Of course, Ellis shined in solos and his combo were on lock with their mentor. Every player was undoubtable masters. With the progress of jazz there will always be a sort of madness in search of perfection towards the better, more complex chords and harmonies. Ellis combo embodies this pursuit of incredible facility, yet they also have a great deal of harkening back to the dirty New Orleans sound. We may all learn from Marsalis ability to bridge the aged and youth. The music is not reactionary. Marsalis’s combo is not just a departure from Dixieland, bebop, or postbop: it is this temporal swirl of a player who lived through some of the golden ages of progressing music. He plays this blue note, a seemingly unprompted step, a leap in his transfer of his knowledge to his students and students of the festival. Even as the titan that he is, he remains humble. He walks on the stage, greets the crowd, and plays a dissonant chord. The concert begins. The blues resonates from his character.
Mardi Gras Indian Farewell and The Kinfolk Brass Band
Though the Jazz Fest can draw in very popular artists that may come off as bands that one might not expect to see here, Jack White and Beck to name some, there remain scores of bands, performances, and showings that can be found nowhere else but in New Orleans. In fact, my most memorable moment of the festival occurred after I had left the Jack White show for one last promenade around the grounds. Walking across the pedestrian-highway of the fairgrounds, I was passed by a Mardi Gras Indian tribe parading out of the Festival. I do not remember what tribe this was, but they had adorned costumes, banging drums, and their own brass band to dance their way out of the festival. Following this parade for a little, I came to see a brass band performing the funeral march dirge on a stage. This was pretty powerful to me, though it wasn’t an actual funeral ceremony: they had a member of the band, the Kinfolk Brass Band, strutting slowly, paying homage to the fabled fallen one, on the front of the stage. His presence made one think of the fallen, of the lost family, friends, and everything else that the funeral march mourns. Then, the celebratory “Oh Didn’t He Ramble,” and bittersweet dancing came about to celebrate life, the upbeat ending after the funeral dirge to celebrate new beginnings after death.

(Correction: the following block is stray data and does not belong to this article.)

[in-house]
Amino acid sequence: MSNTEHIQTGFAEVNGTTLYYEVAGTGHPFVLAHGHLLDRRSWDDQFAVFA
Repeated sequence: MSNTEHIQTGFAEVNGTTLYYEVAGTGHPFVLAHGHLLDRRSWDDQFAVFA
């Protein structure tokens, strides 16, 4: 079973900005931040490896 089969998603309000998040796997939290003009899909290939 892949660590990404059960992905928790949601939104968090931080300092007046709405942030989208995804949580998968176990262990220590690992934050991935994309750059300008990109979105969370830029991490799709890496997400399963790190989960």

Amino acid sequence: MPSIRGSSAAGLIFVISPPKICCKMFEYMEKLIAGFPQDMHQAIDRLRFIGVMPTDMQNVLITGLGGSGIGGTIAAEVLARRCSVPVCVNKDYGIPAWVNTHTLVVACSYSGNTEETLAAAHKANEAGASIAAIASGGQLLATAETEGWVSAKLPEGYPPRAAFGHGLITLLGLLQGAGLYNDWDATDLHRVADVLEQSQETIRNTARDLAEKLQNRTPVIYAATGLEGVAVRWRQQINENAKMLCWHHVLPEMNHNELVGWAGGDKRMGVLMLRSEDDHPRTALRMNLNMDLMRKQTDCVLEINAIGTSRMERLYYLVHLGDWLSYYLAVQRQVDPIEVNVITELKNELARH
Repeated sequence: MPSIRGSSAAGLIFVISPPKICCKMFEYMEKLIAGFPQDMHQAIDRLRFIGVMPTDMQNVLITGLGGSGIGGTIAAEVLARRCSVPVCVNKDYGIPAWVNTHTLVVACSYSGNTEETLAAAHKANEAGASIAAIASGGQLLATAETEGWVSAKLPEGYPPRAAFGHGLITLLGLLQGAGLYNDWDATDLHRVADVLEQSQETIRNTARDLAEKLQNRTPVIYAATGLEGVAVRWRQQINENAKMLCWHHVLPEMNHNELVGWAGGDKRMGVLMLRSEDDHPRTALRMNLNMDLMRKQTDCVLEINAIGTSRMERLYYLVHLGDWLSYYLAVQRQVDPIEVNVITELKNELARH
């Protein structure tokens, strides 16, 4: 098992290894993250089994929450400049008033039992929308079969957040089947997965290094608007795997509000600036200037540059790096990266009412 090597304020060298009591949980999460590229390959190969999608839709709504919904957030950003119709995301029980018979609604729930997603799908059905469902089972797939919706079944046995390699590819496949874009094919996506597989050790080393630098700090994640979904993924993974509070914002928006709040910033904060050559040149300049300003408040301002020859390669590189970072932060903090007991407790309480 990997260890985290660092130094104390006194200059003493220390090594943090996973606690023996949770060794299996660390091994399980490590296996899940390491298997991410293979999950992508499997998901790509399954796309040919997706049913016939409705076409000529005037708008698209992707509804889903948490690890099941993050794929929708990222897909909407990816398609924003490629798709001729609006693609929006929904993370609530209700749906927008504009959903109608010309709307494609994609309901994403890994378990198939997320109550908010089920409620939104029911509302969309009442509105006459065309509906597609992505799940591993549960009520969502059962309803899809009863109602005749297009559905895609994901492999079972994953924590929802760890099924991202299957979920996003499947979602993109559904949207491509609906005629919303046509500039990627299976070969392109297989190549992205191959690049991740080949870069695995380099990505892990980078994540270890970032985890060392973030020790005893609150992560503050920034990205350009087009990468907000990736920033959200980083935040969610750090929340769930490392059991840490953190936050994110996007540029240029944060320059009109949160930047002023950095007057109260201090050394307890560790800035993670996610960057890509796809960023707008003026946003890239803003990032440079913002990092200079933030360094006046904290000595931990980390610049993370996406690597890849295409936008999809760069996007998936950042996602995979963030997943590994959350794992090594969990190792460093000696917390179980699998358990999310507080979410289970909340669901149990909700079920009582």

Native Nations Intertribal
After seeing the Kinfolk Brass Band, I went to the Folk Village to see the final Native Nations Intertribal Pow Wow. Sitting in an unusual shady respite waiting for the performance, I could clearly see and hear Jefferey Broussard and the Creole Cowboys playing at the neighboring Fais Do-Do stage. The person leading the Intertribal dancing was drowned-out on the microphone by this neighboring Creole Cowboy band, and immediately after the band finished its set, only then did the performance begin. I had some strange feeling of being between the Creole Cowboy performance and the Native Nations Intertribal dance and observing the conflicting sounds and time schedules. Yet, the transition was smooth and respectful.
The performance itself was informative, interactive, and even young children lightened up upon seeing such a dance accompanied by drums and chanting. There were about ten dancers in total from around the US including two from native tribes in Louisiana, Dakota, Aztec, and even a dancer from Alaska. This was the last stop, the Jazz Fest, in a sort of country-tour of dancing competitions by this group of dancers. Each participant was donned in ornate, homemade costumes, notably the Aztec woman dancer had over 200 dip cans bent and shining which produced a rhythmic jingle as she danced. The rule of the dance is that if any piece of the dancer’s costume comes off, then they are eliminated. There were numerous varieties of dance: solo performances, group dances, a rooster-hen dance, a healing dance, and more.
This final promenade was me saying goodbye to the Jazz Fest, and during this salutation I saw an embodiment of New Orleans itself: brass bands, funeral marches, neighborhood groups, Native Nations, Creole-zydeco rockers, and all of these somehow mixing in a co-existent, respectful way. The Jazz & Heritage Fest is a festival that I feel really is a New Orleans festival. Food there is New Orleans food: beignets, crawfish pies, red beans, even West African food. The cultural learning areas are notable too: there was a Native American tent learning center, a Louisiana crafts tent complex, an African art area near the Congo Stage, a tent commemorating the 300th anniversary of New Orleans, and even a New Orleans circus troop tent which had daily circus performances. Essentially, the Jazz and Heritage Fest goes beyond musical performances which one expects from any big music festival now. Even with the performances, the Fest includes small New Orleans bands who otherwise would not be on such a big stage. But, the festival is great in its presentation of the New Orleans spirit through its music, its dance, its food, and its people.